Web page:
Sunday slant: Versatility could pay off

The Vikings could be losing their starting two defensive tackles for four games, but the versatility and growing experience of their linemen could help ease the pain. We look at the efficiency numbers for tackles and sacks, which could make a case for situational football if the Williams Walls is deconstructed for four games.

Brad Childress has preached position flexibility for years. It made Artis Hicks a valuable free agent this offseason, leaving the Vikings with a question on the offensive line that might not yet have an answer.

Normally when you hear all the talk about position flexibility, think of the phrase "jack of many trades, master of none." Still, with a limited number of active game-day spots available for NFL teams, there is value in having some players that can fill in at multiple positions.

The Vikings may need to rely on those player at the outset of the 2010 season.

When Hennepin County Judge Gary Larson upheld the four-game suspensions to Kevin Williams and Pat Williams, both Pro Bowl defensive tackles for the Vikings, it sent a bit of purple panic through Vikings fans. How are they possibly going to get through this now?

While the ruling has to be concerning at the front-office level for the execs at Winter Park, there are a few words of caution.

First, the appeals process isn't done yet. In his ruling, Larson said the NFL did violate Minnesota workplace laws in the way it handled issuing the suspensions, but ruled that the suspension should still be enforced. The NFL and the Williamses will have one week to issue their arguments in a follow-up request by the Williamses to have the restraining order issued against serving the suspensions until their appeal can be heard. What that means is likely more delays before the Vikings know for sure.

A second reason to avoid panic is the Vikings' depth at the position. If the Williams Wall ends up serving suspensions, the team did a decent job at covering for that possibility, even if they didn't select a defensive tackle in this year's draft.

Prior to free agency, the Vikings issued a second-round tender to Fred Evans. At the time, that seemed like a high tender, but their only other option lower than that was an original-round tender, which could have incited another team to offer him a multi-year deal and only have to surrender a seventh-round pick. That relatively high tag means the Vikings will be paying Evans $1.759 million for his one-year tender, which seemed like a lot for a guy who played on only 17 percent of the defensive snaps. By contrast, Jimmy Kennedy, another backup at defensive tackle, played about 28 percent of the defensive snaps, according to a league source.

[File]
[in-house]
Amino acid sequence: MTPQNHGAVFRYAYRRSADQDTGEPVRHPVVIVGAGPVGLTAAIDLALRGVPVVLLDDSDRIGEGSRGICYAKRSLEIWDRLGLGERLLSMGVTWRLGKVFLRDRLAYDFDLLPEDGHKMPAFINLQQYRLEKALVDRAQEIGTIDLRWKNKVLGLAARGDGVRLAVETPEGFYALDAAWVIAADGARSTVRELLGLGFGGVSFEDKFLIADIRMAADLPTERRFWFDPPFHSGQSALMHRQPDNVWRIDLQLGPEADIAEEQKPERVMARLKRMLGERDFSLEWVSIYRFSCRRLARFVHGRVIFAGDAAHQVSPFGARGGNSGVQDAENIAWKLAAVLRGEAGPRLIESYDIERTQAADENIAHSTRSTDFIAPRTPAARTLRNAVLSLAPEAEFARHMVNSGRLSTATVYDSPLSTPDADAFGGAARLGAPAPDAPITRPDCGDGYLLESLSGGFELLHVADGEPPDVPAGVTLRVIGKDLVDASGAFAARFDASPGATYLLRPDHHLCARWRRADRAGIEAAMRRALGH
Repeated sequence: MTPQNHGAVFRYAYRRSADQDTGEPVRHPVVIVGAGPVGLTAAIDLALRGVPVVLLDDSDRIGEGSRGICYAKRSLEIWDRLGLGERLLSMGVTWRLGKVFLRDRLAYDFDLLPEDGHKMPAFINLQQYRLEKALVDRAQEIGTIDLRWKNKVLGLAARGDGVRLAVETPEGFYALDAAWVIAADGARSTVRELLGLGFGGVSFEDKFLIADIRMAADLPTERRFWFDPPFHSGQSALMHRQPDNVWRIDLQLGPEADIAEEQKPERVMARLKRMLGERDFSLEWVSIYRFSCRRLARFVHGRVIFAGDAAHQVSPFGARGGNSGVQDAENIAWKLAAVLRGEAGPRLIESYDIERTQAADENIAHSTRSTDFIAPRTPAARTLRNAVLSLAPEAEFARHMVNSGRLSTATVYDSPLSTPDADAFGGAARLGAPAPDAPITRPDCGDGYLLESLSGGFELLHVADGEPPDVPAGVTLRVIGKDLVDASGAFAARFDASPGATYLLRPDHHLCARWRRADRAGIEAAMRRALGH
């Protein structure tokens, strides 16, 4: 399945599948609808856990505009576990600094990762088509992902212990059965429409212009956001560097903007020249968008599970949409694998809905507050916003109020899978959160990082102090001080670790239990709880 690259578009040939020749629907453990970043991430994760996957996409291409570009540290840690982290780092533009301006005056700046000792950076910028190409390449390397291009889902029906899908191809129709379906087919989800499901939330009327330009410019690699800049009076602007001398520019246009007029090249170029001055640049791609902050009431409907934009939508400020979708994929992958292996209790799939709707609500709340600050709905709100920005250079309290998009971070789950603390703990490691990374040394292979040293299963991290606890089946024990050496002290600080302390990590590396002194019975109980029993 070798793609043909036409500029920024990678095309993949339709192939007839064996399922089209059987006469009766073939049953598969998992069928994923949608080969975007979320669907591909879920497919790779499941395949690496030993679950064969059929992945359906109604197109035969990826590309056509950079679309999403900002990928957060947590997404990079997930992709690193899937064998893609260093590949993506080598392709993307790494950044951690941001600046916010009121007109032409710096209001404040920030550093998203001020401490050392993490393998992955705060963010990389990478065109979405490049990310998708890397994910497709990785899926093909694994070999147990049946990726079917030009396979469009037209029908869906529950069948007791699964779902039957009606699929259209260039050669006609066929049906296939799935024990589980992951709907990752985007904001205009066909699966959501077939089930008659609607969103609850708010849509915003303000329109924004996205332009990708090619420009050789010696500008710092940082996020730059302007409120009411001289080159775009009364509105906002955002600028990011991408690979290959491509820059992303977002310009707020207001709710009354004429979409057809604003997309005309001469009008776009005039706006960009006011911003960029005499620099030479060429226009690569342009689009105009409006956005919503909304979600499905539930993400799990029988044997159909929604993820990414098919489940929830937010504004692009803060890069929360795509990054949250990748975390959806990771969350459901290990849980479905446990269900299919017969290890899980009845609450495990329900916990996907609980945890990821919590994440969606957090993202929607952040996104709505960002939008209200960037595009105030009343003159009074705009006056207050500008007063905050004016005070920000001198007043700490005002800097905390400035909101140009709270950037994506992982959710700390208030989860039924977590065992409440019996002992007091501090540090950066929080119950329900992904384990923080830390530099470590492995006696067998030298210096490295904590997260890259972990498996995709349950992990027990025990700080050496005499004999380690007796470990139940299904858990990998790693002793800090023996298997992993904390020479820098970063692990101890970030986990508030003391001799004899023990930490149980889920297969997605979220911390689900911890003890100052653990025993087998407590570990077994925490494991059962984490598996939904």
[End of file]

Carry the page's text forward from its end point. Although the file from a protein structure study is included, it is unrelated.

So how did Pat and Kevin Williams figure into the playing time? Not surprisingly, the younger Kevin played far more than Pat.

Pat missed one game to injury, but he still only played on 49 percent of the defensive downs while Kevin played on 86 percent of them, so the Vikings had to start thinking about replacing Pat for the long-term anyways. This latest ruling just increases the need to have a solution ready.

That solution could well be Kennedy, who signed a two-year, $4 million deal shortly after taking a free-agent visit to the Buffalo Bills. That should provide Kennedy the stability he has been looking for since coming into the league in 2003, the same year the Vikings drafted Kevin Williams.

But for all the rest that Pat Williams got during games last year, he was productive when on the field. None of the four main defensive tackles had a better number of tackles per defensive snap played than he did. Pat averaged a tackle every 7.7 snaps played. Surprisingly Kevin averaged a tackle only every 15.1 snaps played, but his teammates maintained throughout the season that Kevin was the one consistently being double-teamed.

As for the backups, Kennedy fared best there. He averaged a tackle every 9.4 snaps play and Evans was every 14.6 snaps.

While Kennedy, Evans and the little-used Guion, who played only 9 percent of the defensive snaps, are the main backups at defensive tackle, the Vikings do have a couple of versatile defensive linemen who are considered ends but slide inside to play tackle on some passing downs.

Unquestionably, it's a different game in the middle of the defensive line, where strength, quick reads and fighting through traffic are keys. Brian Robison was used in that swingman role the most last year. It's unclear how many of his snaps came from end and how many were at tackle, but he did play in 23 percent of the defensive snaps. He averaged a tackle every 18.5 snaps, but he also led all defensive linemen with a sack every 49.3 snaps.

On that same statistic, Jared Allen had a sack for every 62.8 plays he was in on, Ray Edwards had a sack for every 99.4 plays in which he participated. At the defensive tackle position, Kennedy averaged a sack every 91.3 snaps, Kevin Williams every 138.8 snaps, Pat Williams every 238 snaps and Evans didn't have a sack in 161 snaps.

What does it all mean? The Vikings used their defensive linemen in a lot of different ways, some of them (Kevin Williams and Jared Allen) getting double-teamed more than others. But when it comes down to the potential four-game suspensions of Pat and Kevin Williams, they might have good enough run-stuffing options on first and second downs with a combination of Kennedy, Evans and Guion with Robison sliding inside to apply pressure on passing downs.

Any way they cut it, losing two Pro Bowl defensive tackles will hurt, but having versatile linemen to play more situational ball for four games might get them by.

Tim Yotter is the publisher of Viking Update. Follow Viking Update on Twitter and discuss this story on our subscriber message board.

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